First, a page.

View Full Version : Baseball no longer top priority for Chris Hammond

03-06-2006, 04:09 AM
For Hammond, everything has changed but his number
Game no longer top priority for Reds’ lefty

SARASOTA Fla. — Chris Hammond wears uniform No. 45, the same numerals he wore on his back in 1990 when he was a 24-year-old rookie starting pitcher for the Cincinnati Reds.

Nearly everything else has changed for the 40-year-old lefty: his matriculation through eight teams, a switch in job description, a lifestyle metamorphosis.

Now he’s back to his roots and pitched a scoreless, hitless inning Sunday against the Tampa Bay Devil Rays in a 7-5 loss.

There was a two-year period, 1999 and 2000, when he didn’t pitch at all. He quit. Left the game. Preferred being home in Wedowee, Ala., with his wife, Lynne, and their three children.

“I was a starting pitcher and after some surgery my fastball was only 82 or 83 miles an hour,” he said. “People lost confidence in my starting ability and at the same time my wife was having a couple of pregnancy problems.

“She was on full bed rest, so I decided to get away from baseball,” Hammond added. “I like being around my family and I thought, ‘Sure, this is going to be it.’”

He was only 32. He was putting together some a family business and a person helping wondered out loud to Hammond’s wife: “Why isn’t he playing baseball?”

Lynne told the guy Chris loved being around the family and in the backwoods of Alabama, “Where it is awesome and I can never wait to get back there.”

Baseball again?

“Lynne thought about it and the only disappointment we had was that my three kids never knew me as a baseball player, other than the pictures,” said Hammond. “I thought, ‘I’m not too old, so I’ll try to get my arm back in shape and, if nothing else, we’ll go to spring training and have a great time.’”

Hammond was reincarnated as a relief pitcher, an extremely successful one — in 221 relief appearances since 2002 with Atlanta, New York Yankees, Oakland and San Diego he was 19-6 record with a 2.47 earned run average.

And his outlook turned around.

“I don’t play professional baseball any more for stats, fame or to get another year under my belt,” he said. “The game no longer is No. 1, with my family No. 2 and everything else after that.

“My wife asked me why it seems now that I play for a different team every year, something that usually happens to bad apples,” he said. “I came to the conclusion that God wasn’t in the equation of my priorities, but now during my comeback I’ve come to realize what God wants and he doesn’t want me to be on the same team year after year.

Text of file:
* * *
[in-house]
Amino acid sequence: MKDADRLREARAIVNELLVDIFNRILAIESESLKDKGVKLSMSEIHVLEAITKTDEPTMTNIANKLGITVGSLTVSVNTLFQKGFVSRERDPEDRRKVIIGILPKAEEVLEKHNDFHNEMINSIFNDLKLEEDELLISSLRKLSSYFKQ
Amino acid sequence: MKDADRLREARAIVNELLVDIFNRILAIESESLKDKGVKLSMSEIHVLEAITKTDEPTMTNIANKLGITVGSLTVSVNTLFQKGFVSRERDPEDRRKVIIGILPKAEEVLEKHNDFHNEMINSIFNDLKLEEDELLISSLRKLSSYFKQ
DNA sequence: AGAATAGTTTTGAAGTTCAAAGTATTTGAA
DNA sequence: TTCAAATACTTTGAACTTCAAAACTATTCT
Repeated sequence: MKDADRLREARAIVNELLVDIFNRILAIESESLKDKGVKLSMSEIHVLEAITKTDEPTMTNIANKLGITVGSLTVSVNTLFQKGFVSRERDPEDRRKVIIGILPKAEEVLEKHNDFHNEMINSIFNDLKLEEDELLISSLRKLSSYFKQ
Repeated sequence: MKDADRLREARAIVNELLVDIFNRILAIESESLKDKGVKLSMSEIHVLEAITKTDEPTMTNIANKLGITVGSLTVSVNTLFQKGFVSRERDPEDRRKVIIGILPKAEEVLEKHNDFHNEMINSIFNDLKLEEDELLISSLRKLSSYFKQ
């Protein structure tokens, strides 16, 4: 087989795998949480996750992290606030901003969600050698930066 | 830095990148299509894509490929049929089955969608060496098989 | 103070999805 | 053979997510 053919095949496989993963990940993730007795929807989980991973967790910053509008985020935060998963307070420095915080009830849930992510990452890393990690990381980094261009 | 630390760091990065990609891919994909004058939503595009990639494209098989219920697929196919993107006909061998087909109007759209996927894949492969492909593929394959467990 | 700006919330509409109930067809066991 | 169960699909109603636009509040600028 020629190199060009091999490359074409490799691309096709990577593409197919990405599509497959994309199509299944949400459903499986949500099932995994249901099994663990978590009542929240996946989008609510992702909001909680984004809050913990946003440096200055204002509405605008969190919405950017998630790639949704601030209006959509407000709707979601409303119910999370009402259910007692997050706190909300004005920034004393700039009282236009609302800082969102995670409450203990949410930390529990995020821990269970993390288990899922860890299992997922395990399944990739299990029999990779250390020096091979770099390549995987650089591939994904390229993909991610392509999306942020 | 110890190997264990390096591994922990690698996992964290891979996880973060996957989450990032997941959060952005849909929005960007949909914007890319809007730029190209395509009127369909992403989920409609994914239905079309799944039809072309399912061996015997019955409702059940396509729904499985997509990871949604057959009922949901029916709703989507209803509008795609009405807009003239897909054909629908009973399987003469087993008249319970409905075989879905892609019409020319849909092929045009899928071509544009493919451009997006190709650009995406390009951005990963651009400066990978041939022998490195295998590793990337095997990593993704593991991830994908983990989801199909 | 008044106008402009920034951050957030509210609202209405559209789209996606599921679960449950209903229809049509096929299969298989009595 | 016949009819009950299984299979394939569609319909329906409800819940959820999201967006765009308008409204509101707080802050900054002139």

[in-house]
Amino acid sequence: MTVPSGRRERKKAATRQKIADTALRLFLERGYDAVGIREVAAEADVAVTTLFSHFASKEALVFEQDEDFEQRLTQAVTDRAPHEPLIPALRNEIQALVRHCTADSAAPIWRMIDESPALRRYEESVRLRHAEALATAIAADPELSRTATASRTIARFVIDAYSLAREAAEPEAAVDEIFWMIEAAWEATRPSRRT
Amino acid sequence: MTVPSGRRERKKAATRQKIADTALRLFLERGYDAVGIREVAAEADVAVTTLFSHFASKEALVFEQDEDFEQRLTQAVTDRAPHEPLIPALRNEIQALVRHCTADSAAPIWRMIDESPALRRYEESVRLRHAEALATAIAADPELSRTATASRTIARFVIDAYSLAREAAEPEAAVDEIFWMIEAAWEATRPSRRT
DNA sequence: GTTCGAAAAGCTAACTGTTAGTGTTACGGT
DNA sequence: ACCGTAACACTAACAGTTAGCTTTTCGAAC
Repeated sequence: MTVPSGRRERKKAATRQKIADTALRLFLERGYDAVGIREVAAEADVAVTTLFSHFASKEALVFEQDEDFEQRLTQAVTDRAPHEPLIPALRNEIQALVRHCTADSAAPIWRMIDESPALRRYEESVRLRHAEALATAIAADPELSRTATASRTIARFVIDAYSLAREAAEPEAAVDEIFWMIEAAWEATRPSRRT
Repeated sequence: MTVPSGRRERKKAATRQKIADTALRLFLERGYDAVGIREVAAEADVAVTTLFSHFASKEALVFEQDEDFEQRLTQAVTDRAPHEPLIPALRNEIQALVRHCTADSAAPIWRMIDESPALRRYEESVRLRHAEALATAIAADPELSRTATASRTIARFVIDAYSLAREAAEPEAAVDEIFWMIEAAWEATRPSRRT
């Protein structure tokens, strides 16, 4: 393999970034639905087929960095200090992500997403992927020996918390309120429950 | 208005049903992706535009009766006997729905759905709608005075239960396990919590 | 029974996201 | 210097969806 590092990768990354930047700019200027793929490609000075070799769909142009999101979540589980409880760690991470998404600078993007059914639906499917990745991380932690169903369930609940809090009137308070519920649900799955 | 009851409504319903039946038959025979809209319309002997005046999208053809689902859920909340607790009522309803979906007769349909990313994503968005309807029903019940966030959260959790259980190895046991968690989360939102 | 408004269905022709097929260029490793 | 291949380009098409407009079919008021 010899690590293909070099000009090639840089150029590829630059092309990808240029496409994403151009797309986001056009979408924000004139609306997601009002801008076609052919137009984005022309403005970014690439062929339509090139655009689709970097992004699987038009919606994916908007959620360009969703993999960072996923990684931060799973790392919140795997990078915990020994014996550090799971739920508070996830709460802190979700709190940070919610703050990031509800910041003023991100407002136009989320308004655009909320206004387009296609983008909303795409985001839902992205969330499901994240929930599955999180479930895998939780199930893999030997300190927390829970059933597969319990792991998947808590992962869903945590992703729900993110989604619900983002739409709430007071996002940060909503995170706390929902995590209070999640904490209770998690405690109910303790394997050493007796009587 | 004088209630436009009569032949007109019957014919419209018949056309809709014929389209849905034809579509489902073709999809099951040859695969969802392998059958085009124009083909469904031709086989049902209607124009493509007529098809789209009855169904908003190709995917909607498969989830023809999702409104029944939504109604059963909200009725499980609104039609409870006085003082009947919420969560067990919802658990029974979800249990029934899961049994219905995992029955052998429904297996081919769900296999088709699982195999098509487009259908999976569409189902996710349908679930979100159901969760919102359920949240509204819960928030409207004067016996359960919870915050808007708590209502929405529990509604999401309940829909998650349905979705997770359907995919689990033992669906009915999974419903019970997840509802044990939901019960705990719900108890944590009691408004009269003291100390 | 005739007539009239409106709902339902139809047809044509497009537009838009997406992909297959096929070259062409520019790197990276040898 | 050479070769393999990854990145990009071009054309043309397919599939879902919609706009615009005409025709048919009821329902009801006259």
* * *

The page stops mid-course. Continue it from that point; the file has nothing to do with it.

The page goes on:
“I’ve been an outspoken Christian the last three or four years and He wants me to play on as many teams as I can to help players,” he said.

When Hammond came to camp, his Christian attitude was tested immediately.

“This is the first camp I’ve ever been in where pitchers threw the first two days,” he said. “I threw five of the first six days. Did I like it? Not at the time. But now my arm is in really good shape and I feel like I can throw two or three innings now and we’re only into the first week of exhibition games.”

Hammond, ready for three innings, used a miniscule five pitches during his one inning Sunday and the rest of the Reds pitchers could have sopped up an efficiency education.

Asked if pitchers can learn from what Hammond did, manager Jerry Narron said, “Absolutely. He works quick and he knows what he is doing.”

For example, Bubba Nelson didn’t retired any of the first four batters he faced and all four scored, three on a three-run homer by Nick Green.

Meanwhile, the Reds regulars were silent offensively — no hits for five innings until Jacob Cruz’s one-out single in the sixth and Edwin Encarnacion’s run-scoring double. The substitutes scored four in the ninth.

03-07-2006, 10:09 PM
I really think Hammond is going to be a nice asset for this year. A great move by whoever signed him (I think it was DanO).

03-07-2006, 10:34 PM
he should have been signed last year when he was comming off a great season